Xbox Live Gold prices double as Microsoft pushes Game Pass

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For nearly a decade, Microsoft hasn’t raised the price of its Xbox Live Gold membership in several markets. That is changing in a dramatic way as the company tries to drive users to its newer Game Pass subscription.

Moving forward, those who purchase Xbox Live Gold codes can expect to pay twice as much for an annual membership. Each six-month code will now cost $60. For reference, a 12-month code used to cost the same before Microsoft got rid of them. Those who subscribe on a monthly basis will see a $1 increase, making Live Gold cost $10.99 a month. Three-month subscriptions will increase by $5, making them $29.99.

Microsoft has already started notifying users about the change. Unsurprisingly, gamers aren’t happy.

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Overdue Increase

It’s safe to say that a price increase for Xbox Live Gold was overdue. The Xbox team wrote in a blog post on Friday that, “In many markets, the price of Xbox Live Gold has not changed for years and in some markets, it hasn’t changed for over 10 years.”

It’s worth noting that an active Live Gold subscription is necessary to play with others online. That’s true even for free-to-play games like “Fortnite,” “Rocket League,” and “Call of Duty: Warzone.”

On both PlayStation and Nintendo Switch, gamers can play online with their friends without paying for a subscription. Thanks to the price increase, Xbox gamers now need to shell out $120 a year just to play online—even if they’re only playing free titles.

Unfortunately, there is no way around this other than switching platforms entirely. While that isn’t likely to happen for most gamers, it’s worth considering for anyone that exclusively plays free titles online.

Pushing Game Pass

It’s no secret why Microsoft is upping the price of its Xbox Live Gold subscription. The company went all-in with Game Pass in 2020 and the on-demand service saw huge success. Now, Microsoft needs to find a way to convert a greater percentage of its Xbox player base into paying Game Pass subscribers.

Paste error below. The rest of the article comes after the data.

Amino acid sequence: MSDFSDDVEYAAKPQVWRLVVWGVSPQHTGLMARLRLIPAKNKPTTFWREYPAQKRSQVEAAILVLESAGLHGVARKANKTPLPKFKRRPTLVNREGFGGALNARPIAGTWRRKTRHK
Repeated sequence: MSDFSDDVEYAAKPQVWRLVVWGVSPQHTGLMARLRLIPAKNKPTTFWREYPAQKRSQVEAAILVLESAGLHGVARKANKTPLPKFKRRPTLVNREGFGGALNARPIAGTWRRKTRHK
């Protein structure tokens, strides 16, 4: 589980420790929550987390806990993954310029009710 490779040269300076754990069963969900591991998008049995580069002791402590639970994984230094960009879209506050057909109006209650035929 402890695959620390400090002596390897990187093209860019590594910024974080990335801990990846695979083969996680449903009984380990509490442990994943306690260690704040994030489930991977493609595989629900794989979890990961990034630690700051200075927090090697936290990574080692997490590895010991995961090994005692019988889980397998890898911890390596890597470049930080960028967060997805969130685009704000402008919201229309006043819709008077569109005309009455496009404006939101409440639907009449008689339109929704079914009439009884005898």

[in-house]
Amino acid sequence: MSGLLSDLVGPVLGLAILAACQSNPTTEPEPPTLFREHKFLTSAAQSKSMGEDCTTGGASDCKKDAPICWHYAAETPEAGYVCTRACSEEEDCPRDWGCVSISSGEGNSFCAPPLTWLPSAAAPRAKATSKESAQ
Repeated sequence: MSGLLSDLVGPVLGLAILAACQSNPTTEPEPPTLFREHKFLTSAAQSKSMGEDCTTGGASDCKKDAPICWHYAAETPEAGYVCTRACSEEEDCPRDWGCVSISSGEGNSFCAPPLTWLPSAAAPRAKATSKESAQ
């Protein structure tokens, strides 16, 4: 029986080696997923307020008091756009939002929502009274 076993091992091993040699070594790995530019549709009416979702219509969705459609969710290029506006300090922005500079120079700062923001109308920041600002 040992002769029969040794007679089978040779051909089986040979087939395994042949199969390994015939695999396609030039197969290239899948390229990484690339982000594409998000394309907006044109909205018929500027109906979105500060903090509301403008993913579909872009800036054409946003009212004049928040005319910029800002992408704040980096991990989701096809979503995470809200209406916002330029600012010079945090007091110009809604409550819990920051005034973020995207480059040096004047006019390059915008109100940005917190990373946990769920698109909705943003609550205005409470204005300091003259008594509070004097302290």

Increasing the price of Live Gold is an indirect way to do just that. Players who sign up for Xbox Game Pass Ultimate get access to a huge library of games, xCloud streaming, and, of course, Live Gold privileges.

Although Game Pass is more expensive, the price increase for Live Gold makes it easier to justify making the switch given the former’s many benefits.

To help facilitate the jump to Game Pass, Microsoft will allow players to convert their remaining Live Gold time into a Game Pass Ultimate subscription. So, for example, if you have six months of Live Gold remaining, you can turn it into six months of Game Pass Ultimate without any extra costs.

That’s a good deal and should entice many players to make the switch. Even so, many who do will be disgruntled. As The Verge’s Tom Warren notes, Microsoft now has one of the best deals in gaming (Game Pass) and one of the worst (Xbox Live). It will be interesting to see how players respond in the coming days.

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